“There’s an expectation around the Nets that he’s going to play this year. It’s just going to be about him ramping up and feeling healthy. The problem is that it seems that every time he’s gotten back to the floor, he’s gotten on the floor, he’s had something — a flare-up in his back. So the goal, the hope is that now that he’s gotten the epidural last week, he feels better and hopefully within a week, whatever, he gets back on the floor and tries to ramp up.”

On Friday, there was indeed more positive news on Simmons. For the first time, Simmons flew to a road game and Nash told reporters that indeed Simmons was feeling less pain but added he still hasn’t started working out other than on an individual basis.

Finally, Saturday night, Michael Grady on the YES Network broadcast of the Nets-Heat game provided new details on both the issue and how things are getting better. WIth YES cameras focused on Simmons, Grady stated:

“A positive sign seeing him on this trip. It was shared with us on Ben ... it’s our understanding that he had pain in his lower back going down his legs. and that since has dissipated and the pain is now localized to his lower back, So no pain in his legs anymore. That’s a positive sign highlighted by the fact that he even made this trip. The Nets were keeping him off planes for a while.

“Again, Ben Simmons moving in the right direction. Pain localized in his lower back. Still not doing court work. There’s a progression: 1-on-1 drills, 3-on-3, 5-on-5. Not quite there yet. But the pain going down, a combination of rest, the epidural and physical therapy seems to be working.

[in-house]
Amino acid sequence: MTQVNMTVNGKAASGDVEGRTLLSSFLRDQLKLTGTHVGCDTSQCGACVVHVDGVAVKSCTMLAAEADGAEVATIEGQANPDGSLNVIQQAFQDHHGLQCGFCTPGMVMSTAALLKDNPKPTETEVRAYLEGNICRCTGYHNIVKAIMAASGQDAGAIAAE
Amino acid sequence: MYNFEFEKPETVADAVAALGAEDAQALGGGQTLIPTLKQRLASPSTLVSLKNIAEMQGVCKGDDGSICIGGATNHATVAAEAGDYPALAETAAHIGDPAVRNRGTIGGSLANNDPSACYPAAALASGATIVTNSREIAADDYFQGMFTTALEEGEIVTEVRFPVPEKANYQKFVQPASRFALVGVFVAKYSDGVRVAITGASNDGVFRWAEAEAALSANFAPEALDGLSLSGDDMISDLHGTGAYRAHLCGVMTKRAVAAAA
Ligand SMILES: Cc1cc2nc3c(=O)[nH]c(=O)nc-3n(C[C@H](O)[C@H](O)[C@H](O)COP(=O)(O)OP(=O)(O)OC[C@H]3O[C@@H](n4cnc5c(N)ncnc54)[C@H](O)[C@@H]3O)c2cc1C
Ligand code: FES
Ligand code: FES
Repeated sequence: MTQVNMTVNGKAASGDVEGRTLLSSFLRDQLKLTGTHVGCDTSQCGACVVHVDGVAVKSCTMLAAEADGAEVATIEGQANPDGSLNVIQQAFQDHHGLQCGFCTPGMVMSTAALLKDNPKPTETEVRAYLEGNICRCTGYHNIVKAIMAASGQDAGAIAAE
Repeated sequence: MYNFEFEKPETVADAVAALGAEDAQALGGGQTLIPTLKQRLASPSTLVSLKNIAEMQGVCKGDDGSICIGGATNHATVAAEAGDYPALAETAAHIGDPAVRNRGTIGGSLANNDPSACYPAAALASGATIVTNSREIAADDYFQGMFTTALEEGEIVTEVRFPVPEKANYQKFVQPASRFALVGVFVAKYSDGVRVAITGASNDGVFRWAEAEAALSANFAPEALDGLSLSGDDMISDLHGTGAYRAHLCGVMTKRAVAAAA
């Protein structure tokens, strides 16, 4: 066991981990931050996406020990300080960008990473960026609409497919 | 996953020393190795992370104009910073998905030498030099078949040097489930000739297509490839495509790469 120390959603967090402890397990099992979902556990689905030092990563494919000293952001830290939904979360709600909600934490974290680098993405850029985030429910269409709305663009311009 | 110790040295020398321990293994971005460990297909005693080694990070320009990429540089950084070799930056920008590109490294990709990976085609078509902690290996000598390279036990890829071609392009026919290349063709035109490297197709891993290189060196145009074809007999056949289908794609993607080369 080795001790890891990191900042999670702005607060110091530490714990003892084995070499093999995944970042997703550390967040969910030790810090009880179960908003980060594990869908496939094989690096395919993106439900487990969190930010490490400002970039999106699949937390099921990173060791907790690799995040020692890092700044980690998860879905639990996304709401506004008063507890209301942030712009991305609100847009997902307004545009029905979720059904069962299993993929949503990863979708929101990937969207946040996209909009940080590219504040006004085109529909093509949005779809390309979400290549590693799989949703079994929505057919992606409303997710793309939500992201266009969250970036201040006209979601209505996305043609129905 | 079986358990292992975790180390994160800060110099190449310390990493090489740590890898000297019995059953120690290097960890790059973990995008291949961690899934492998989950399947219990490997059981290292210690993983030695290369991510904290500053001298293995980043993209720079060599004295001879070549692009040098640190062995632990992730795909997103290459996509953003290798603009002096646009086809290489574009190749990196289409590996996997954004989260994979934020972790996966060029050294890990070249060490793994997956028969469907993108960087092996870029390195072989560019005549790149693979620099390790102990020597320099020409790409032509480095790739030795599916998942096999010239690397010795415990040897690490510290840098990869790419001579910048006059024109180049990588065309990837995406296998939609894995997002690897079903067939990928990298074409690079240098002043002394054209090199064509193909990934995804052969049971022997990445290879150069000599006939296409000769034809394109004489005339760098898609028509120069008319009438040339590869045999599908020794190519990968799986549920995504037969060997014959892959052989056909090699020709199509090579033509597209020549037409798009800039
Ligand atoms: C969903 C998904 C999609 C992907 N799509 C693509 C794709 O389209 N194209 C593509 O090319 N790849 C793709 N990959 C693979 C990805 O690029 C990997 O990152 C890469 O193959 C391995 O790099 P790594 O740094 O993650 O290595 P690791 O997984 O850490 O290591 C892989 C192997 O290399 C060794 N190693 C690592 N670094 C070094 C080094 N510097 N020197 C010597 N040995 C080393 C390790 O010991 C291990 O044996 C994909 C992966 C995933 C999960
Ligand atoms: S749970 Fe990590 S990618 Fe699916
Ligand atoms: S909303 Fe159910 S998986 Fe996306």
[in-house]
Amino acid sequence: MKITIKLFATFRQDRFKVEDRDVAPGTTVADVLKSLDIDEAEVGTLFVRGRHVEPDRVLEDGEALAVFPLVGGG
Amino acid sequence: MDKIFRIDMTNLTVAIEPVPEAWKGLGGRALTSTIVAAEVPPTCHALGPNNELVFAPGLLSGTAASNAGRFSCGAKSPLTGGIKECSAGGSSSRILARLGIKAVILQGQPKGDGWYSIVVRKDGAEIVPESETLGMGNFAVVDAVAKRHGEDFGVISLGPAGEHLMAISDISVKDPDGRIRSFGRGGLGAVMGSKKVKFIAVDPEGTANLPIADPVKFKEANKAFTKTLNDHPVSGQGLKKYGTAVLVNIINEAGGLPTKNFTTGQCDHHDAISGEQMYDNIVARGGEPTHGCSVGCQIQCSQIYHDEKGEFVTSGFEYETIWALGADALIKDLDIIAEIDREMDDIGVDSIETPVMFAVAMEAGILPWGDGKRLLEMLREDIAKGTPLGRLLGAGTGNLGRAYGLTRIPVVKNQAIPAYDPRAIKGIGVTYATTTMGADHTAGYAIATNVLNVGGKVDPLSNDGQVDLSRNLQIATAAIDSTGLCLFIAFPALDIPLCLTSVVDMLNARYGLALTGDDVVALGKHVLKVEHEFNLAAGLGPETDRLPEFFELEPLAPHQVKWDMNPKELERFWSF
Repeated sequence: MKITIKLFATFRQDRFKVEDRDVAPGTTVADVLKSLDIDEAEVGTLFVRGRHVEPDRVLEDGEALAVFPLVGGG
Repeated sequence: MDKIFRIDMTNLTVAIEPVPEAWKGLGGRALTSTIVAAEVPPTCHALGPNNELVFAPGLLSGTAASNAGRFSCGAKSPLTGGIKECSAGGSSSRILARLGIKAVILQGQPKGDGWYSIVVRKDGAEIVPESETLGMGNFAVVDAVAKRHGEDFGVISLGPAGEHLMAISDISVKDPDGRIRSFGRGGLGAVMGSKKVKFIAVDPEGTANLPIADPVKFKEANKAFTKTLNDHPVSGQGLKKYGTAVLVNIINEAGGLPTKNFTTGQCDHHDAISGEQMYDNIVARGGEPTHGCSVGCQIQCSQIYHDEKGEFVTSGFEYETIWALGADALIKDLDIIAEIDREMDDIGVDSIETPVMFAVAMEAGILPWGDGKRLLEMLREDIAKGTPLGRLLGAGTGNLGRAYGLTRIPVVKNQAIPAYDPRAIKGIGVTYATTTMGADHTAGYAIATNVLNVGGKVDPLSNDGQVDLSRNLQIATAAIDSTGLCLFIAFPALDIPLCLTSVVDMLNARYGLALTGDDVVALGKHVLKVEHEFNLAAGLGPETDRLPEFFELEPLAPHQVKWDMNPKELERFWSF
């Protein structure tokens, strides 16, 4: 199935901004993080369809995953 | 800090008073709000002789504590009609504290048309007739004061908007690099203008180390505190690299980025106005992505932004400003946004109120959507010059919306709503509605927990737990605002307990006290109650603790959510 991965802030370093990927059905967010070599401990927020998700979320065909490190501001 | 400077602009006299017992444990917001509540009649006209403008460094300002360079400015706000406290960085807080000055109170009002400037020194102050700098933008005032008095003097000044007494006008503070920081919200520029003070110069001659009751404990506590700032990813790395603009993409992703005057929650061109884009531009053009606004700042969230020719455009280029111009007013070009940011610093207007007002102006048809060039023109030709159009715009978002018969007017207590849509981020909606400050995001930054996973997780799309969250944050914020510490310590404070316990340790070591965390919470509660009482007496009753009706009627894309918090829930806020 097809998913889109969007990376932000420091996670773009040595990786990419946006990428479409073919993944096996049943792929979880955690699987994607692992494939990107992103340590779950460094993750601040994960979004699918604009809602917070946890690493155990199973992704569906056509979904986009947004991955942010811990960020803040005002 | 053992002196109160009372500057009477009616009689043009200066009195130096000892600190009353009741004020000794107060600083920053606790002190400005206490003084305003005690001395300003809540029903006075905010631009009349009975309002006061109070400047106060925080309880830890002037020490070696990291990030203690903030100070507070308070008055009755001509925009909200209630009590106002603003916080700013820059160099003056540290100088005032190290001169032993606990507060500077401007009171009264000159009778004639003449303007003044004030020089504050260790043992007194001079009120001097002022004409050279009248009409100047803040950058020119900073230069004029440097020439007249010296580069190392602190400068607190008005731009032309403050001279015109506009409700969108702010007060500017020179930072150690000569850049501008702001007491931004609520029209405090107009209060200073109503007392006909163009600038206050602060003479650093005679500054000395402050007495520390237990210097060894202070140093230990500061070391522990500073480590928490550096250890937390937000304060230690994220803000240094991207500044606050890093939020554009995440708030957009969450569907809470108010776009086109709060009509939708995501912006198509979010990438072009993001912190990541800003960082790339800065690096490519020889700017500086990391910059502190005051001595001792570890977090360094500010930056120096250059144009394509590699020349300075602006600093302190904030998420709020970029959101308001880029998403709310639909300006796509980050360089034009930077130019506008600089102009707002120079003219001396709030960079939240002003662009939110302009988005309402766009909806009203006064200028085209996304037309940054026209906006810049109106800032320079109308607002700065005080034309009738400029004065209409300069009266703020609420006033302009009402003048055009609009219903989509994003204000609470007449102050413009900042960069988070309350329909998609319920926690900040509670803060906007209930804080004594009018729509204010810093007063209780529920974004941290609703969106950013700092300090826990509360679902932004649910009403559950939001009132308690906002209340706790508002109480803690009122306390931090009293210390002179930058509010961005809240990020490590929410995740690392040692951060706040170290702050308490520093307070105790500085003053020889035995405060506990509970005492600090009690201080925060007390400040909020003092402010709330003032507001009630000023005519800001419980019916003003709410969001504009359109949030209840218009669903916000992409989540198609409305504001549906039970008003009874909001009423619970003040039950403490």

Prior to this week, his only flight to a road game had come on February 26 to Milwaukee. Other than that, the only two road games where Simmons traveled with the team were the February 16 game vs. the Knicks in New York and the March 10 games vs. the 76ers in Philadelphia. Those, of course, were drives, not flights.

Later Friday, Jake Fischer of Bleacher Report, speaking on Marc Stein’s podcast, said the Nets are prepared to put Simmon on the court the “moment” that he’s cleared by the medical staff.

“They really want him to play and they are very well aware that defensively, he would provide a piece that they don’t have anything remotely close to. Nic Claxton is probably the best defender on their roster right now. He does pretty well on guards for a big man, but Ben Simmons before this whole fiasco was, pretty much objectively, the best perimeter defender in the league. So that would be a pretty good weapon to add to a team that’s pretty defensively deficient,” Fischer told Stein.

“But because of the timetable — the word I’ve heard all along is they’re really mostly concerned for him coming back for April but April’s around the corner, right? It’s next week, a week from today is April 1. So that clock is definitely ticking. I think Steve Nash said it publicly before their game the other day that he’d be comfortable or fine playing him the playoffs without playing him in the regular season. I think that’s the case because they’re going to take him the second their medical staff [agrees] ... I think the moment that they do, they’ll put him out there.”

In the short term, the Nets will likely get a boost soon. Seth Curry and Goran Dragic are expected back Saturday in Miami. Nash said Friday that the two are now probable.

Curry has been troubled for weeks with a left ankle sprain, while Dragic sat with left knee soreness. Both traveled with the team to Miami.

Of course, every game is crucial at this point. The Nets continue to sit in the eighth spot, three behind the Cavaliers and Raptors who are tied for sixth and seventh. If the Nets can’t close the gap and they have to face the Raps in Toronto, Irving won’t be eligible to play, can’t even travel to Canada because he remains unvaccinated.

Should the Nets get out of the play-in tournament with the seventh seed, at this point, they’d wind up in a first round battle with the 76ers. Scary hours indeed.